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Windows Vista on only 39 percent of new PCs in 2007

Bill Gates’ keynote address at the Consumer Electronics Show 2008 revealed a rather startling statistic with regards to the sales and acceptance performance of Windows Vista.

Gates told the audience that Windows Vista has sold more than 100 million copies since the operating system’s launch in January 2007. When comparing pure numbers against Windows XP, which sold only 89 million copies in its first year, Windows Vista appears to be a hit – but looking at the big picture sheds a different sort of light on the matter.

With the PC market at nearly twice the size today as it was in 2001, InformationWeek surmises that Windows Vista captured around 39 percent of the new PC market in its first year, while Windows XP managed to grab 67 percent of the new PC market during its initial period.

The rather lukewarm response to Windows Vista must be troubling for Microsoft. In response to customers with cold feet on the new OS, Dell in April 2007 brought back the option for its customers to choose Windows XP. Microsoft then took things another step further by allowing OEMs to downgrade Windows Vista Business and Ultimate installations to Windows XP.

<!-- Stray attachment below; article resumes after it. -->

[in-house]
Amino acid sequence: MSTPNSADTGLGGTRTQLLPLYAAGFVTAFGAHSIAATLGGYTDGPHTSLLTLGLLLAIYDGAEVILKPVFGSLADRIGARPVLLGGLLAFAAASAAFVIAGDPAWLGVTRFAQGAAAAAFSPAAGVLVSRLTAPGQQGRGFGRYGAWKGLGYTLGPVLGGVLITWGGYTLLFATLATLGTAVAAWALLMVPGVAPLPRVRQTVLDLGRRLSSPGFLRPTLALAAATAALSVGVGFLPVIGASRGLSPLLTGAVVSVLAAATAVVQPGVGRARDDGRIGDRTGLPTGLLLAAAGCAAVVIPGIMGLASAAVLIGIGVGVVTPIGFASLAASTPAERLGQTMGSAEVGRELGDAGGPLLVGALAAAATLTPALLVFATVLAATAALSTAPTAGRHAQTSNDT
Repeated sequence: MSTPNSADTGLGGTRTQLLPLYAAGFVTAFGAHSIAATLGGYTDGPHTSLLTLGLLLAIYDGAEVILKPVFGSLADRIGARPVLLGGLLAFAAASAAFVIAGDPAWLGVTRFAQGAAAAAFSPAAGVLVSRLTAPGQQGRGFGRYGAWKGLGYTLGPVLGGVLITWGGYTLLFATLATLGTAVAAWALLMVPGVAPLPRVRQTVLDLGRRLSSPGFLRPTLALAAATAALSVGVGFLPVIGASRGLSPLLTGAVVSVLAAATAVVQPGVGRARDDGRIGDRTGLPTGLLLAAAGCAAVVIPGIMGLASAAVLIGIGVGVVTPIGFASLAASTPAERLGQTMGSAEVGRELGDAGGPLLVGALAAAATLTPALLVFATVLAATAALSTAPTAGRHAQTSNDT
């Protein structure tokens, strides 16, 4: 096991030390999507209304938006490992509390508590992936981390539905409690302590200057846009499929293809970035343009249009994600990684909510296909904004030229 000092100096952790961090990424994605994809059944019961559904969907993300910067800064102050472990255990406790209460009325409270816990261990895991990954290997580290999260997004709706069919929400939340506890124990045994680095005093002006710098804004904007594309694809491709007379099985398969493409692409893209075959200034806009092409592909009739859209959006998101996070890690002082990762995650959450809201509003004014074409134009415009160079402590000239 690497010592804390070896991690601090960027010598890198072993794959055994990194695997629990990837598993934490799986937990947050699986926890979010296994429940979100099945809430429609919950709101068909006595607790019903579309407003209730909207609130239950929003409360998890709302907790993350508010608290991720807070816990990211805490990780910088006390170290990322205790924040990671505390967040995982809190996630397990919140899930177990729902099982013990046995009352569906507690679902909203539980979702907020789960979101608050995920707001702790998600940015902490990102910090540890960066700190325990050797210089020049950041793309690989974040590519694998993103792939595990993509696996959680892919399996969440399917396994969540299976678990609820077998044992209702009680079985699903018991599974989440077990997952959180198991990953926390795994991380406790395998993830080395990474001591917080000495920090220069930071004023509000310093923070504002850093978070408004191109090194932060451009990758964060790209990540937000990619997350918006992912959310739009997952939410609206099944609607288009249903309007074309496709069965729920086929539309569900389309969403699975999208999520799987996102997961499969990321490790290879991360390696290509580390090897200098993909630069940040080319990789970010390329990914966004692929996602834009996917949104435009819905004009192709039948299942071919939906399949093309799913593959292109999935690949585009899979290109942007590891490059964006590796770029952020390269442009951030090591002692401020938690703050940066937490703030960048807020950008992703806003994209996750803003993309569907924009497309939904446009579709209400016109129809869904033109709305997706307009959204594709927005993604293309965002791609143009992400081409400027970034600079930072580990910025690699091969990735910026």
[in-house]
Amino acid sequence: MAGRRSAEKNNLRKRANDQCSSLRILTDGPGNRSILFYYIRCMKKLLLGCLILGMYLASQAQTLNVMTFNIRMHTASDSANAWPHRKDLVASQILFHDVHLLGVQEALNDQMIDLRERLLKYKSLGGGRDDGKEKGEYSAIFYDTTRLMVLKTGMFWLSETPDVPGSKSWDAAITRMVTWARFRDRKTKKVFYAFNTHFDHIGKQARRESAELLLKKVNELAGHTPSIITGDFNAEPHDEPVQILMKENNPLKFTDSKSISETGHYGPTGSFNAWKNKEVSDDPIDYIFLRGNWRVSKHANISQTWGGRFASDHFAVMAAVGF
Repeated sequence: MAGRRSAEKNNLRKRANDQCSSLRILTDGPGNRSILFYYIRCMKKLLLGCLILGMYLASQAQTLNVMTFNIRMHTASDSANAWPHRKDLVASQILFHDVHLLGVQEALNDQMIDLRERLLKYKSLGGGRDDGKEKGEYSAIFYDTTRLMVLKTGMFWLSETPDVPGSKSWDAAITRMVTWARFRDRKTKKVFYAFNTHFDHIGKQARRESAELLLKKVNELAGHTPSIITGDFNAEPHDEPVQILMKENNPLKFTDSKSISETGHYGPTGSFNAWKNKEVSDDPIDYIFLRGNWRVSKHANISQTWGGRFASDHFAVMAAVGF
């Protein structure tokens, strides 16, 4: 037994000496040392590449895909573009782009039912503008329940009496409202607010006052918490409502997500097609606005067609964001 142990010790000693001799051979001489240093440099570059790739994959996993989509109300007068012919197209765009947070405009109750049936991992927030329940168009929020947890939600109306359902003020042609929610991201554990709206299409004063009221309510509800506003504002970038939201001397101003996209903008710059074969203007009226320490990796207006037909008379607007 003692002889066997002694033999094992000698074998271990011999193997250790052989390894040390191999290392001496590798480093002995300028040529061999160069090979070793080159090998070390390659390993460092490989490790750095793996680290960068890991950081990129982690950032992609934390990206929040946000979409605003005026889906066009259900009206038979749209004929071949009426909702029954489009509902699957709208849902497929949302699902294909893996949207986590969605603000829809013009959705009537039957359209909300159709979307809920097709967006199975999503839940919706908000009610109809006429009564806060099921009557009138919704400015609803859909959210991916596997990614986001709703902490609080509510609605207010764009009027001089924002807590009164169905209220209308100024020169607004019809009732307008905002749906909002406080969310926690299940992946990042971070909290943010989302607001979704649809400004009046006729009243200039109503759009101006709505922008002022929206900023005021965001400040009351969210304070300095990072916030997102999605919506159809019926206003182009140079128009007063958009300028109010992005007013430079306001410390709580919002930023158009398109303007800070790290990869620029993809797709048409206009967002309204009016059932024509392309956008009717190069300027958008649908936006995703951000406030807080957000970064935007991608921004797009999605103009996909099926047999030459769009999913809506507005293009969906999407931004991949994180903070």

In December 2007, PC World named Windows Vista the #1 Biggest Tech Disappointment of 2007.

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By ebakke on 1/12/2008 8:04:08 PM , Rating: 2
Office 2007 is maybe the best software release of 2007. For all its differences from earlier incarnations, everything is well-placed and intuitive. It took me all of 20 minutes to get used to Word, Excel and PowerPoint (the only portions I really use).

For me it is the complete opposite. I think Office 2007 is far worse than 2003, and offers no real improvements. The functionality is the same, and the interface is a step backwards. I've spent so much time searching for things that should be obvious. For example, why isn't printing easily accessible in Word. Why do are there all sorts of options on the "ribbon" but nothing for printing?? You have to click on the Office logo (which apparently is a button) to even see that printing is a option. Seems foolish. Also, they adopted the "ribbon" for the big 3 applications, but continued to use the standard menu system for Outlook. Why?

In the late '80s I bet you were saying something like "Why would I want a GUI? That would require massive re-training."

I'm all for new things, so long as they provide some sort of benefit. Microsoft has been pushing new Office versions for years that offer no improvements, but continue to provide funding for all of its other initiatives.

"Game reviewers fought each other to write the most glowing coverage possible for the powerhouse Sony, MS systems. Reviewers flipped coins to see who would review the Nintendo Wii. The losers got stuck with the job." -- Andy Marken

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